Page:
“I think part of why (President Donald Trump’s) saying that absentee is safe and mail ballot is not is because in the absentee situation, the voter is asking to have a ballot sent to them; the voter is requesting that a ballot be mailed to them. A voter in a mail ballot precinct doesn't have to take the steps to request the ballot to be mailed to them,” Erickson said. “However, they have to take the steps to register to vote in the first place.”

Erickson said it’s a common misconception that — in the mail ballot process — ballots are just randomly or uniformly mailed to every address in a voting precinct. To receive a ballot, voters must have gone through the effort to register and passed the vetting and verification process that ensures they don’t have active felonies on their record, an ineligible address, or other disqualifiers.

“There is a responsibility on the voter,” Erickson said. “Number one, get registered. Number two, remain registered and keep their registration updated and active. Because of the fact that Minnesota does review our voter rolls continuously and because of the fact that voters who do not keep their registration active, do get purged out of that system every year from the standpoint of becoming inactive … there's more security around that aspect of mail-in ballots.”

As many ballots cannot be counted until Election Day, coupled with a substantial influx of mailed ballots, Erickson said, it will take more time to process ballots than in years past when in-person voting was a much more prevalent factor. For a full seven days after Election Day, pollers are required by law to accept and review all absentee ballots as long as they’re postmarked on Election Day, Nov. 3, at the latest. These results will be updated publicly at the end of each day.

Will Minnesotans know who their new elected officials are by the end of the night as they’re accustomed to? Probably not, with the exception of some lopsided races, Erickson said, and Minnesotans have to exercise patience as polling workers go through the methodical process to ensure each vote is counted and the election is secured.


“We really want to ask voters to have a little bit of patience. If they have already applied for an absentee ballot, or if they live in a mail ballot precinct but they choose that they want to vote that ballot in person — just (for them to) have a little patience and allow that ballot to be delivered to them,” Erickson added. “They can always bring it with them to the courthouse (if they vote in person). That way, we can ensure that we are working within the processes and not issuing new ballots. We want to keep voter confusion to a minimum.”

Following the ballots

“If a voter asks on the status of their ballot, and it says that it was mailed to them on Sept. 24 — which was the first day that we had ballots leave our office — within four or five days they should expect to see that ballot arrive in their mailbox, and they can be tracking when that status will occur,” Erickson said. “Once they've received that ballot, they can then track it after they send it back to us to find out when we get it back in our office.”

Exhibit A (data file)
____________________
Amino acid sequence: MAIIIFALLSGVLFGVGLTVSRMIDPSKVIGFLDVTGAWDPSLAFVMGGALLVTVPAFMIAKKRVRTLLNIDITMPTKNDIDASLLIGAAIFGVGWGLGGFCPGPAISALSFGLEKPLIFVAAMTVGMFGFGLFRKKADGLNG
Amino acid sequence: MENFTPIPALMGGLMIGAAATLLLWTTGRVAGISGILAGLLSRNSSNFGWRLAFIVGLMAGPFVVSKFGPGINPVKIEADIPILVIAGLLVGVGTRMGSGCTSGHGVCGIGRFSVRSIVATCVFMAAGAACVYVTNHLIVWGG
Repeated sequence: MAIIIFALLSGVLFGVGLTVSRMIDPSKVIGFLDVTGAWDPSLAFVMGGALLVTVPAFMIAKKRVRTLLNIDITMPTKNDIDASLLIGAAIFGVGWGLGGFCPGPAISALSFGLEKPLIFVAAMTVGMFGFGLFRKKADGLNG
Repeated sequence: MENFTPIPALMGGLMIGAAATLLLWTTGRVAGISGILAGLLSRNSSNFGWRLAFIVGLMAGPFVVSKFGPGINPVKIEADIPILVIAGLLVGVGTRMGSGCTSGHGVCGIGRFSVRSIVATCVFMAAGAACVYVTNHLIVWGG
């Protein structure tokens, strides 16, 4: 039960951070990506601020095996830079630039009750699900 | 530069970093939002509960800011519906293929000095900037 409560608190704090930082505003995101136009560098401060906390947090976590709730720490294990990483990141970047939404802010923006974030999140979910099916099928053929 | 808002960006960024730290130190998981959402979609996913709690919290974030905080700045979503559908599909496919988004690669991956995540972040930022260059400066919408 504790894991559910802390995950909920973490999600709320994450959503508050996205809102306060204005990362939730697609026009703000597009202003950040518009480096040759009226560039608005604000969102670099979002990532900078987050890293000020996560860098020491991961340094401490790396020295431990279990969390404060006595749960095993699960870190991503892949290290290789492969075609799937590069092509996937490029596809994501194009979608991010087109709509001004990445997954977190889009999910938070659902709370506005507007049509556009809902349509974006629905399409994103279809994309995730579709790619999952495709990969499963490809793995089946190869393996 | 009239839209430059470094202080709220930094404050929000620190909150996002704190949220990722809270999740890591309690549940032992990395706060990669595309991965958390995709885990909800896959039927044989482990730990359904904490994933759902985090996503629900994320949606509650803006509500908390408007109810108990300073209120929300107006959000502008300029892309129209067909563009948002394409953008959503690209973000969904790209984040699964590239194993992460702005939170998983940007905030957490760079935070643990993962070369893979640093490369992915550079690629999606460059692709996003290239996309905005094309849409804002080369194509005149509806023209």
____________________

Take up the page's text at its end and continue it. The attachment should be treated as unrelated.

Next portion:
“Again,” she continued, “They are able to track once it has gone to review by the election judges on the absentee vote board. Once the ballot reaches that accepted status, then the voter can be assured that their ballot has been counted and that their vote has been cast. Then they are assured that their vote has been cast just like it was put into the machine in the polls on Election Day.”

Erickson explained the following step-by-step process, or lifespan, that a mailed ballot will undergo during this election cycle:

  • Every signature envelope — whether it contains an absentee or mailed-in ballot — will have a unique code attached to it as an identifier. That code is trackable in the voter registration system.

  • When the ballot is mailed out to the voter, it is that code that updates the system with the exact date the ballot has been mailed from a voter’s local elections office. If voters have any questions, they can contact the office to learn exactly when their ballot was sent out.

  • Voters will receive their ballot, they’ll open up the document and fill it out, then mail it back before or on the day of Tuesday, Nov. 3.

  • Ballots are not opened on arrival back to the polling office. They’re stamped as “Received” and updated in the voting ballot system as such. At that point, voters can verify that their ballot has been received.

  • Election judges will decide whether criteria is met to accept a ballot and then the coded status of the ballot will be updated as such.

Questions about voting?

If voters have any questions regarding the process, their voting precinct, or wish to request an absentee ballot, they can contact the Crow Wing County office at 218-824-1051 or . If voters want to track their ballot’s status, they can call or use the tracking tool at The physical mailing address of the Crow Wing County elections office is Historic Courthouse, 326 Laurel St., Suite 22, Brainerd, MN 56401.

GABRIEL LAGARDE may be reached at or 218-855-5859. Follow at .
What To Read Next
Get Local


Must Reads